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Using LinkedIn to boost B2B leads

Author's avatar By Expert commentator 13 Jul, 2017
Essential Essential topic

3 lesser-known LinkedIn features you should be using

There is no doubt LinkedIn has become one of, if not the most powerful marketing tools of the 21st Century. With over 300+ million members and 49% of them being key decision makers, it’s never been faster, easier and more cost effective to get your message in front of potential clients, journalist, partners and even future employees.

Whilst it’s a powerful marketing tool, in our experience of training thousands of business owners, we’ve realized that very few are using it to its full potential.

In this post, I'll look at some practical features that also help towards getting more leads and in using LinkedIn more generally to build your contacts contact.

For more details on how to use the latest features on LinkedIn, download our guide.

The Three Less-well known LinkedIn Techniques

There are many tips and tricks about the platform that most business owners don’t know about, so many that we could literally write a book about it. However in this post, I'm going to focus on the top 3 that are the most common.

1. Hiding your connections

This feature gives you the flexibility to control how open or private you make your connections to others within your network. You can set your settings so that your connections are only visible to you or those who are also connected with you.

My personal recommendation is to make your connection private so that it’s only visible to you. This will stop competition, recruitment companies and others accessing a network of potential clients, employees and channel partners you’ve worked hard to build a relationship with over the years.

To make the necessary changes, 1) Scroll to the upper-right hand corner of your LinkedIn profile, in the drop down menu select: Privacy & Settings. 2) Then click on the link “Select Who Can See Your Connections” and from there choose the option: “Only Me” When this is done, save your changes.

2. Becoming anonymous when viewing other people's profiles

For any number of professional, legal, personal, or other reasons, you may not want other LinkedIn users to know you are viewing their user profiles. Sometimes you just need to be an anonymous viewer.

By default LinkedIn sets up all profiles to report their LinkedIn user name and headline to every other user profile they have viewed, unless the viewing user has specified otherwise.

LinkedIn shows this information in the viewed user’s LinkedIn notifications screen and on the Who’s viewed your profile screen.

LinkedIn Leads

To change your settings go back to your Privacy & Settings section of your profile. Go to the tab marked privacy, then select 'profile viewing options'- a screen that looks like this will then appear:

LinkedIn privacy settings

Select the degree of anonymity you want to present to other users. By using this screen, you can change your viewing privacy settings between total, partial, and anonymous identification as you please.

Make sure to change this feature back to the default settings when you’re finished investigating, especially if you are reaching out and connecting with people given the likelihood of a new contact connecting with you is far greater when they see that you have viewed their profile.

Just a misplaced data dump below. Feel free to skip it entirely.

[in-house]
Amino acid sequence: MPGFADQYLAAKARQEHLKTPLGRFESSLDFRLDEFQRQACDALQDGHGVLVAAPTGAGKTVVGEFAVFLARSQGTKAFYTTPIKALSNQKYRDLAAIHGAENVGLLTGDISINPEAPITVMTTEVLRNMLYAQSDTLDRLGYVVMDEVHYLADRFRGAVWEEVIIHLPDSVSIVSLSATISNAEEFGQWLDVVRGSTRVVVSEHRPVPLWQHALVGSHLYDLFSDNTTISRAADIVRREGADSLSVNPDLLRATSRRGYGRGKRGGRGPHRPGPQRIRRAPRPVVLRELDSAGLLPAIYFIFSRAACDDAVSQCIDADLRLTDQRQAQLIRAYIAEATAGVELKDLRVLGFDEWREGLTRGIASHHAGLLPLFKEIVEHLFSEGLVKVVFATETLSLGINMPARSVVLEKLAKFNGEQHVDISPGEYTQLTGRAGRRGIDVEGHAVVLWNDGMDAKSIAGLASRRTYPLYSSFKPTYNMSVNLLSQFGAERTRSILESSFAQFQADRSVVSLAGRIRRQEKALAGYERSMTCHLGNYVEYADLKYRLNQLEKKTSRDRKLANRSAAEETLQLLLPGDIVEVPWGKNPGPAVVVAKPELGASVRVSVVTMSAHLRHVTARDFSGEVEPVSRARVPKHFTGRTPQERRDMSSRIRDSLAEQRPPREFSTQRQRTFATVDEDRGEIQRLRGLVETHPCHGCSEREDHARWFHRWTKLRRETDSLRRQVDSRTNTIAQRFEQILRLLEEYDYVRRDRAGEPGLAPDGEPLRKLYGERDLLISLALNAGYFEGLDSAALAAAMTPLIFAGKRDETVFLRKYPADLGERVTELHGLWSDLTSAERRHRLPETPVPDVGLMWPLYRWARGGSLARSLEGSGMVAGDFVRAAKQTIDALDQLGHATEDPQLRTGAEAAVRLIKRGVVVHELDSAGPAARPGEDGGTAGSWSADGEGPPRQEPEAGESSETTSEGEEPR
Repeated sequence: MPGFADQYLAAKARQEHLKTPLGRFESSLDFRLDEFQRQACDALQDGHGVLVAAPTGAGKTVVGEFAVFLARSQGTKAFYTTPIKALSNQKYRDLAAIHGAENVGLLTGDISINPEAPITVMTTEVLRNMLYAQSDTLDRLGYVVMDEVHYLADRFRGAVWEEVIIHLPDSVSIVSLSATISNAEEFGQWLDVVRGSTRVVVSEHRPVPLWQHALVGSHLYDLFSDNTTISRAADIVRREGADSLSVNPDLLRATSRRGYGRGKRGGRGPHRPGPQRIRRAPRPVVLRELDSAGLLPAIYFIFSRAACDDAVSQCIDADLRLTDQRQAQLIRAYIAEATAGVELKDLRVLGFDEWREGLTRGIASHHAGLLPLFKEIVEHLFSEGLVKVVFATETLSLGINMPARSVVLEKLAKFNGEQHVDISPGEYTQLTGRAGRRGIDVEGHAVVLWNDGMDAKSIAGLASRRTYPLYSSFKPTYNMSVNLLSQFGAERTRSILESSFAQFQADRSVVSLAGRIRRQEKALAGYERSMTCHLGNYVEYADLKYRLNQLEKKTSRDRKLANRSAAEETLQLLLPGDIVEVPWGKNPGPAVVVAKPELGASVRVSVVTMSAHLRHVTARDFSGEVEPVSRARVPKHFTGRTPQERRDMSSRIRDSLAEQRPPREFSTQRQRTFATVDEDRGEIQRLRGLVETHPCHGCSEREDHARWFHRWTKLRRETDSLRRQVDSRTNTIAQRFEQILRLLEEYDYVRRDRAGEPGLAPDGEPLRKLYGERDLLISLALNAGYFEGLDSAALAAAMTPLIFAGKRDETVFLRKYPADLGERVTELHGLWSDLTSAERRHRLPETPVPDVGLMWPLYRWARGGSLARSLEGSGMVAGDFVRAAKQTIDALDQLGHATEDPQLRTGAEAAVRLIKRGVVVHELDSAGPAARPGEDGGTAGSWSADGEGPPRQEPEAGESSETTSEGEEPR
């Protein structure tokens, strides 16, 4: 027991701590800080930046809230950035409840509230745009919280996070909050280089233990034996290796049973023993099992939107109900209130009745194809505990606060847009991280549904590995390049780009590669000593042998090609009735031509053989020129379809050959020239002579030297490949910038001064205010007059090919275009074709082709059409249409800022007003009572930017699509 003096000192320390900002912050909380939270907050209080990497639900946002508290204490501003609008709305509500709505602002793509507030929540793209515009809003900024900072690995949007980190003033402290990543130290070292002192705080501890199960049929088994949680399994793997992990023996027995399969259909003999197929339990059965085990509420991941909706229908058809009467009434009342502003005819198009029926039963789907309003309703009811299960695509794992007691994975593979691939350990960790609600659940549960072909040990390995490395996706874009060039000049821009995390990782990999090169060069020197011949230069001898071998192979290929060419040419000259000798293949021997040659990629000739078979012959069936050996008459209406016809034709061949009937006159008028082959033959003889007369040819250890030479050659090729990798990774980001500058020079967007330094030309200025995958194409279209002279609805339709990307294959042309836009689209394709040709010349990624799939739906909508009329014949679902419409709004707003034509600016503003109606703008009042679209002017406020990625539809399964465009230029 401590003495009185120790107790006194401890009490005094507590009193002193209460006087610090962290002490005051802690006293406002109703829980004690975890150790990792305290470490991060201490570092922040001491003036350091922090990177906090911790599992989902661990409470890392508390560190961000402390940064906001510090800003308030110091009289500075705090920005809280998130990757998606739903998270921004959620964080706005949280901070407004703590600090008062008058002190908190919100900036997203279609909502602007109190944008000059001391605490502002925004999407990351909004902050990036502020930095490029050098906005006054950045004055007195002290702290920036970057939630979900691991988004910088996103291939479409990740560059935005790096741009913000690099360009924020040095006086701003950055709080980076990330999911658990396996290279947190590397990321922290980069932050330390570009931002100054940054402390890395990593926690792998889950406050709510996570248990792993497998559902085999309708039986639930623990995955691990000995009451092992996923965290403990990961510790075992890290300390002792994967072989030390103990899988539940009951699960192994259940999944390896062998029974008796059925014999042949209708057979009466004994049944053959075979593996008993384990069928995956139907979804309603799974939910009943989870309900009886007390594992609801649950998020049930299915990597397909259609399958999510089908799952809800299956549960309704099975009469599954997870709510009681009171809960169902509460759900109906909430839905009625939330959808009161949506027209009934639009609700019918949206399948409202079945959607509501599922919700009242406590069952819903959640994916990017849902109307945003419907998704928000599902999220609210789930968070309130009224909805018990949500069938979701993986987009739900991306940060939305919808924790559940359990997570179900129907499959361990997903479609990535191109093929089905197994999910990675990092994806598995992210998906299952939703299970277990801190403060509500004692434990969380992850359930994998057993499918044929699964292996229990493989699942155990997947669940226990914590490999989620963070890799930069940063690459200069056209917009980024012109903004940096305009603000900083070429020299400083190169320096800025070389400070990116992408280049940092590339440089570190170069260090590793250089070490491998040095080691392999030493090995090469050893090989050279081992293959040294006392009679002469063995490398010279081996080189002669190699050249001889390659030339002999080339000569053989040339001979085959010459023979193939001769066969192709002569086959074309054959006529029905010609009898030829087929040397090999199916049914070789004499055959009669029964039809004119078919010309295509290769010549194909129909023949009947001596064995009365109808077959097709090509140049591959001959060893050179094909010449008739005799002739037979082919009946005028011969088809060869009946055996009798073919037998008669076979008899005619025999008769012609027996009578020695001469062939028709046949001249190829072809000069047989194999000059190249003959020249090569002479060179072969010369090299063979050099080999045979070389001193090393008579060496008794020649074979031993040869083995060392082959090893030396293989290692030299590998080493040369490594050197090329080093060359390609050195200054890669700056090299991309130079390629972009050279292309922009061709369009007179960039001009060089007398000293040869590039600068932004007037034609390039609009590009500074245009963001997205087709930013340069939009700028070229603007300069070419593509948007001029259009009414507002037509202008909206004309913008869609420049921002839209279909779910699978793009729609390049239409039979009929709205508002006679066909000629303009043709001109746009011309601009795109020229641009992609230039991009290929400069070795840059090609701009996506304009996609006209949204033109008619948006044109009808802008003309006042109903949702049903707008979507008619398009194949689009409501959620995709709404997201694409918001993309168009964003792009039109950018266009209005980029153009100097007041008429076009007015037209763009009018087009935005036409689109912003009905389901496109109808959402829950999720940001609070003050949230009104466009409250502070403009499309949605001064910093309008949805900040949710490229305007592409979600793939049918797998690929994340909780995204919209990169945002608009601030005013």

3. Deleting, editing and managing your endorsements

One area of your LinkedIn profile that is extremely important when building your online portfolio is your Skills & Expertise section.

In a nutshell, it’s a 'point and click' way to endorse someone, or to have someone endorse you. It adds tags that make your profile more easily found by search engines and LinkedIn searches, and provides a consistent set of search terms.

I can’t tell you how many profiles we come across every week that have 10, 15, 20 and sometimes up to 50 skills and expertise endorsed within their profile. Not only does this make your profile look messy it also shows that you are a generalist not a specialist.

Whilst LinkedIn allows you up to 50 skills listed, my recommendation is that you should only have 3-5 skills and expertise listed on your profile, don’t accept anything outside of these skills and delete any existing skills listed within your profile.

Now before you do this you may want to do some research online along with speaking to some of your clients to get a good understanding of what skills or expertise your target market are looking for in an expert within your field before inserting them into your profile. When you have your skills and expertise ready, simply hover over the profile tab and select “Edit Profile” in the drop down menu. Then scroll down to the skills and expertise section of your profile and click “Edit”.

Within this section you can remove any endorsements you no longer want, add new skills you want to be endorsed for, manage the endorsements you’ve received within each particular skills or expertise and much more!

When you are finished updating this section be sure to click on “Save” to ensure all your changes are updated. If you don’t see this section within your profile it simply means you haven’t yet received any endorsements.

I would be interested to hear your thoughts, tips or insights on any cool features you’ve used within your LinkedIn activity. Feel free to connect with me on LinkedIn to share your experience!

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By Expert commentator

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